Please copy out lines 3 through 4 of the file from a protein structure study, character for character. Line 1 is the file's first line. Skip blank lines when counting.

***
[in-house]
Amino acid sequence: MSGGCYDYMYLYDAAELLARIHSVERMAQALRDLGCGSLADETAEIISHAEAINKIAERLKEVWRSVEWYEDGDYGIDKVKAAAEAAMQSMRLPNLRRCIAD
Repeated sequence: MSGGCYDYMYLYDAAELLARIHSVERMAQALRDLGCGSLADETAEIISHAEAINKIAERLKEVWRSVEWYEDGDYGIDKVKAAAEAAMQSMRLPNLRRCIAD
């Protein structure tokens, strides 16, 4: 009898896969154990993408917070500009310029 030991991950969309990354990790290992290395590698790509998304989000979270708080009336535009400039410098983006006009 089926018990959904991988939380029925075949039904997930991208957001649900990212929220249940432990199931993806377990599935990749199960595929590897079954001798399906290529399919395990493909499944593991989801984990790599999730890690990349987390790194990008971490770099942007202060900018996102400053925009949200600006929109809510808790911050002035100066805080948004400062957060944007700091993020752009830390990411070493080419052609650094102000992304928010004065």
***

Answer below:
Repeated sequence: MSGGCYDYMYLYDAAELLARIHSVERMAQALRDLGCGSLADETAEIISHAEAINKIAERLKEVWRSVEWYEDGDYGIDKVKAAAEAAMQSMRLPNLRRCIAD
């Protein structure tokens, strides 16, 4: 009898896969154990993408917070500009310029 030991991950969309990354990790290992290395590698790509998304989000979270708080009336535009400039410098983006006009 089926018990959904991988939380029925075949039904997930991208957001649900990212929220249940432990199931993806377990599935990749199960595929590897079954001798399906290529399919395990493909499944593991989801984990790599999730890690990349987390790194990008971490770099942007202060900018996102400053925009949200600006929109809510808790911050002035100066805080948004400062957060944007700091993020752009830390990411070493080419052609650094102000992304928010004065």